Cassette Review //
Oliver Kearns
(Aphelion Editions)

£5 //
Edition of 50 // //

Soft waves and tones bring this cassette to light as it feels like we are on the beach.   There is this deeper tone which comes in and out like the waves, but this feels very minimal still, rather somber as well.  It could almost relax you to sleep if parts of it didn't feel so haunted.   The percussion comes in now, as you can hear the cymbal taps and crash.    This leads to a new song of magical wind chimes which just make it feel lighter than before.    A little bit of static and hues come through as those cymbals once again return.

There is just a way about these sounds.   They feel minimal, but like they could fill an entire room at the same time.    I imagine this being played in one of those giant theaters where they have a huge stage and all of the seating is outdoors.   In many ways this just feels too big of a sound to be contained.   It gets quieter now, becomes reduced almost to nothing, yet still remains so powerfully moving. 

Tones come in waves now and there are deep vocals behind them.    Sometimes it feels like very little is happening during this song, and then all of a sudden it all comes through in one giant burst, if only for a moment.    The singing comes through now more with the delicate strumming of a guitar and it feels broken, like a fragment of a song and yet is still somehow more meaningful than other full songs I've heard before.

The bells come through now like church.   Vocals, like a chorus singing, are spliced into the background in pieces.    There is a beat behind this all now, like a heartbeat.   It becomes this wave, like the way something might swing around in a circle but it also just makes me feel like we're watching a film in slow motion.    Full on jazz drums come in now and this has that feeling between church, a lullaby and swing.    The way it increases is hypnotic.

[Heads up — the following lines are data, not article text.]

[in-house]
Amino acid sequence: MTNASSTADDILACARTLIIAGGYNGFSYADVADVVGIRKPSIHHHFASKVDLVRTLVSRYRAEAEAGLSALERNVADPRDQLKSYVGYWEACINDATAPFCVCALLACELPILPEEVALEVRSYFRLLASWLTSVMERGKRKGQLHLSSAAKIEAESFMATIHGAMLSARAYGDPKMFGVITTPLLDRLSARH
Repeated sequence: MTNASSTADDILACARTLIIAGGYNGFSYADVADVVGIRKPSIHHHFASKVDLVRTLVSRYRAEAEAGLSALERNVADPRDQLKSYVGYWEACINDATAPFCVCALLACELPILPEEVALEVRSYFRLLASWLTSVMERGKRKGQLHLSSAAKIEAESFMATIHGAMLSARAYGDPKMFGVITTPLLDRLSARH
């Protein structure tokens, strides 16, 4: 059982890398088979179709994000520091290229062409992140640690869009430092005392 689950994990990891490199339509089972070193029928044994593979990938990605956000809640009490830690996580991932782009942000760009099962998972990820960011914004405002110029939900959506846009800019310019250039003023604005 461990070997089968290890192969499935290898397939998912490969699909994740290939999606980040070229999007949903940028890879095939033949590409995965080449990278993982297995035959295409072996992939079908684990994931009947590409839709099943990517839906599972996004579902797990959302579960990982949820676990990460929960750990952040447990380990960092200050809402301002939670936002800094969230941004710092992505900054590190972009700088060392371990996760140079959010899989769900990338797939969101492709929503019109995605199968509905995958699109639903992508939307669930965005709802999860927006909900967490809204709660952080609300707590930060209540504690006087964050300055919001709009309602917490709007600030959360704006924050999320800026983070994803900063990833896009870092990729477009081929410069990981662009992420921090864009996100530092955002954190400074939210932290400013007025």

On the flip side we open with this back and forth sound of waves which eventually has these chords come through which sound tropical.   A loud ringing like church bells and some scrambles before the acoustic guitar strings combine with the piano keys of destruction.   This went from something rather quiet and calm to something louder and hectic in a split second.   Singing can be heard now, though I'm sure they are not words here.

Louder, sharp beeps come through now like a homing beacon and then it crashes through even louder with a lot of noise.   It can be some calm, so peaceful and then in the blink of an eye turn into something completely opposite of that.   Then we just sort of drift into the calm of the ocean for a while now.   It's relaxing, but at the same time at any moment I feel like it could get loud again so I'm not too much at ease.

Percussion enters now in that Phil Collins sort of way.    Pianos then take over as this has a post rock feel in that FNL sense, but it also just feels post apocalyptic.   It feels like it's post-everything.   Like nothing is around anymore except for this sound.    Cymbals can be heard crashing and it feels like the ending to an indie film where everything is dying.   Those cymbals persist though and you have to give this one credit because whenever it feels like it might be on its last legs it somehow finds a way to make it through.


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